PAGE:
This year in the True Vine Atrium I realized how much the children have learned from working with this material and how much they love it. Several "big questions" arose, such as "Why didn't God keep Jesus from dying?" with the children themselves offering their thoughts and ideas.  It was pretty amazing.

Both of our cities were purchased from wood workers, unfinished. The talented Lynn Winkelman spent countless hours creating these beautiful maps. Needless to say, she became well known in train display making circles! What a gift to the children!


Our Last Supper Celebration is this Sunday! Check back for more about this special event.

14 comments:

  1. This is one of my favorite materials to present and work with the children. The children love to move the pieces and explore the city.

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  2. @DebMe too! I loved the photo of your material on your Lent ideas blog. I noticed signs on the map. How did you use them?
    I am, as always, so grateful for your support Deb!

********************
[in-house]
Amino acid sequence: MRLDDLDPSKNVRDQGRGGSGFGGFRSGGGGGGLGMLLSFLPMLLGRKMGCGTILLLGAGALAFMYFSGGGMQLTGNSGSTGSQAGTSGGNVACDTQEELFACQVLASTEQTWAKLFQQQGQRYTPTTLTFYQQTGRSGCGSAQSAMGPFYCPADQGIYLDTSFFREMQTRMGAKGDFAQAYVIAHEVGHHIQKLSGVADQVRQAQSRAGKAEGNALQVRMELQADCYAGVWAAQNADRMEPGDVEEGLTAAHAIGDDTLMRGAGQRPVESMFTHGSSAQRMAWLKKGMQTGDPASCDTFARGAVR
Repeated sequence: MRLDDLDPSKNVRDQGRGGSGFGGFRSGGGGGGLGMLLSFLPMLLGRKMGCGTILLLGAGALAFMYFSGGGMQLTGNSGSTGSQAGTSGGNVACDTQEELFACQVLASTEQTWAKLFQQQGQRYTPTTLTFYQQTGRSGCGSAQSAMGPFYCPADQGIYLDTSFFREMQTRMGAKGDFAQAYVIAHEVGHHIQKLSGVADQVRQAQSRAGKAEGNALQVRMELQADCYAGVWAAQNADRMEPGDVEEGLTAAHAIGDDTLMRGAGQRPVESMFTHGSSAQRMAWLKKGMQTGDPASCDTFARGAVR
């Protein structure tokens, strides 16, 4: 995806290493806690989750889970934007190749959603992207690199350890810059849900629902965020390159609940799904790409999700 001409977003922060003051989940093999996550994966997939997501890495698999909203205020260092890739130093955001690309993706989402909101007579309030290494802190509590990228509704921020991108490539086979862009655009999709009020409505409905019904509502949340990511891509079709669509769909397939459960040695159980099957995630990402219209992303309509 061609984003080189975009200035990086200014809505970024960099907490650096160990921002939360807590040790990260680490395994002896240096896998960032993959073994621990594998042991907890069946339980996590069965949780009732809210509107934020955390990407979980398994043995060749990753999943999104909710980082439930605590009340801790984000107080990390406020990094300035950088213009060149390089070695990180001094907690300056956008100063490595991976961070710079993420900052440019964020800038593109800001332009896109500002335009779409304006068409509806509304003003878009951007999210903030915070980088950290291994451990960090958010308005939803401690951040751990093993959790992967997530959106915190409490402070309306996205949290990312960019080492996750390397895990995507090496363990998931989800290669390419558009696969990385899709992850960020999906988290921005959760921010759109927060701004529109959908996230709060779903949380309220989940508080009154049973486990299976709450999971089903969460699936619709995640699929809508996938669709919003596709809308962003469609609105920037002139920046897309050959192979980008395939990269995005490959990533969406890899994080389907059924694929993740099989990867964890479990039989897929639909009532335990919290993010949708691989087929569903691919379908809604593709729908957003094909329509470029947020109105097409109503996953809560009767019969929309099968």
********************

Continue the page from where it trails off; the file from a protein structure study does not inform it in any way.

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  3. The kids were clamoring to get their hands on this work! After presentations, I let them do it in pairs, and it was neat to see their excitement. I was worried they weren't really "getting it," but after your post, Leslie, I remember that it's ok for them to be in the simple joy of moving the wooden pieces of this beautiful real place.

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  4. @Kate I'm glad your presentations went well this week, and the children were clamoring to work with the city! I love that you've identified the simple joy that can be found in this satisfying work! :)